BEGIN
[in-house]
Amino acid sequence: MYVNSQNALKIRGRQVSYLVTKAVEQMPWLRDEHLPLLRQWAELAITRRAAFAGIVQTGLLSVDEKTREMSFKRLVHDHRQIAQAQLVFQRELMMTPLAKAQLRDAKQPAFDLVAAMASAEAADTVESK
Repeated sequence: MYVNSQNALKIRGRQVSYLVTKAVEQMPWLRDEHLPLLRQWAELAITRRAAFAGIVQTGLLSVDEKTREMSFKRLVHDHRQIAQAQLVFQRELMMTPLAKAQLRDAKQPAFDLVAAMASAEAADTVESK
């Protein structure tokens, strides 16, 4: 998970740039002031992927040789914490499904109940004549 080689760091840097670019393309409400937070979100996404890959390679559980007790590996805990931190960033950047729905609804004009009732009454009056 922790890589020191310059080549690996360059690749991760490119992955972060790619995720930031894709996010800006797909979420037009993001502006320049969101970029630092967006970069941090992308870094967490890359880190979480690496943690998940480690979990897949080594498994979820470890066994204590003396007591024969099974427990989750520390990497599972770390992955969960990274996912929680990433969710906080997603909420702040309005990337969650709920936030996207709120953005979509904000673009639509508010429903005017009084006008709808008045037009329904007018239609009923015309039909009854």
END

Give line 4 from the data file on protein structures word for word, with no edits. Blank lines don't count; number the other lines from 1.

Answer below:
């Protein structure tokens, strides 16, 4: 998970740039002031992927040789914490499904109940004549 080689760091840097670019393309409400937070979100996404890959390679559980007790590996805990931190960033950047729905609804004009009732009454009056 922790890589020191310059080549690996360059690749991760490119992955972060790619995720930031894709996010800006797909979420037009993001502006320049969101970029630092967006970069941090992308870094967490890359880190979480690496943690998940480690979990897949080594498994979820470890066994204590003396007591024969099974427990989750520390990497599972770390992955969960990274996912929680990433969710906080997603909420702040309005990337969650709920936030996207709120953005979509904000673009639509508010429903005017009084006008709808008045037009329904007018239609009923015309039909009854």